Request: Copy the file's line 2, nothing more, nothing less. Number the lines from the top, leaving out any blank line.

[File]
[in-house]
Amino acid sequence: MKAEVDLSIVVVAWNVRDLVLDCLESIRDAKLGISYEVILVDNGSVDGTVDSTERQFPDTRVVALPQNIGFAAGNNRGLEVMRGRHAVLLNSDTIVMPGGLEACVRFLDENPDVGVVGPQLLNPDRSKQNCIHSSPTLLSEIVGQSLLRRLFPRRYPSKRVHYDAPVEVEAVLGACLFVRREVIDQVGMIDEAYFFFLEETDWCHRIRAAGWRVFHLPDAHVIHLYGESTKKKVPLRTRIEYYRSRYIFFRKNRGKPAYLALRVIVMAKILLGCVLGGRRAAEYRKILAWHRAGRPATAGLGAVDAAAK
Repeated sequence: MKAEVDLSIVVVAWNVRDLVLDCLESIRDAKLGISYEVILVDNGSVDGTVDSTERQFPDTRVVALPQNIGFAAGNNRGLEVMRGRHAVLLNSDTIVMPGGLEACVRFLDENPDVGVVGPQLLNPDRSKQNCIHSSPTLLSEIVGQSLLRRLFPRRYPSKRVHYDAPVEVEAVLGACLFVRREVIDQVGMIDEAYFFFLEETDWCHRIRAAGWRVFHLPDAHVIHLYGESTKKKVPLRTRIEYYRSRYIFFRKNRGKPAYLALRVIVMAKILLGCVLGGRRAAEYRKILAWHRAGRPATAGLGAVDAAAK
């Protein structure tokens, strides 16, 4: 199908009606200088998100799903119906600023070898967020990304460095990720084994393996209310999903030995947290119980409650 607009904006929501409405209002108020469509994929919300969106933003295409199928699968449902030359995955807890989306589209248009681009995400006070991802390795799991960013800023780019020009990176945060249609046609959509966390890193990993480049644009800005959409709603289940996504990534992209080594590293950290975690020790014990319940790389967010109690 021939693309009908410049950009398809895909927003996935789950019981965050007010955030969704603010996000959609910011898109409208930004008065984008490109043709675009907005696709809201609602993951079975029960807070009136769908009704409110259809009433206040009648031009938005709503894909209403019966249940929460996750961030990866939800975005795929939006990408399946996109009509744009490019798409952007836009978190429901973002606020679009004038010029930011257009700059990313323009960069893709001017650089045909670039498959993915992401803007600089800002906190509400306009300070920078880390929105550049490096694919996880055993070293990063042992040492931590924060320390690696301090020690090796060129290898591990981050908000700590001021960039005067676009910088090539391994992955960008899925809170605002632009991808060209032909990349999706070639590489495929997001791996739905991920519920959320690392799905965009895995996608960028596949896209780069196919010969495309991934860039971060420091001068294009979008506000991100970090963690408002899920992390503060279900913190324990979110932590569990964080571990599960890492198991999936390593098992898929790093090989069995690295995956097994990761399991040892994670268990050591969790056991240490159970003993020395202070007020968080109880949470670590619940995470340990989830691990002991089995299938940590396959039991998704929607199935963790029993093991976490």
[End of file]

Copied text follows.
Amino acid sequence: MKAEVDLSIVVVAWNVRDLVLDCLESIRDAKLGISYEVILVDNGSVDGTVDSTERQFPDTRVVALPQNIGFAAGNNRGLEVMRGRHAVLLNSDTIVMPGGLEACVRFLDENPDVGVVGPQLLNPDRSKQNCIHSSPTLLSEIVGQSLLRRLFPRRYPSKRVHYDAPVEVEAVLGACLFVRREVIDQVGMIDEAYFFFLEETDWCHRIRAAGWRVFHLPDAHVIHLYGESTKKKVPLRTRIEYYRSRYIFFRKNRGKPAYLALRVIVMAKILLGCVLGGRRAAEYRKILAWHRAGRPATAGLGAVDAAAK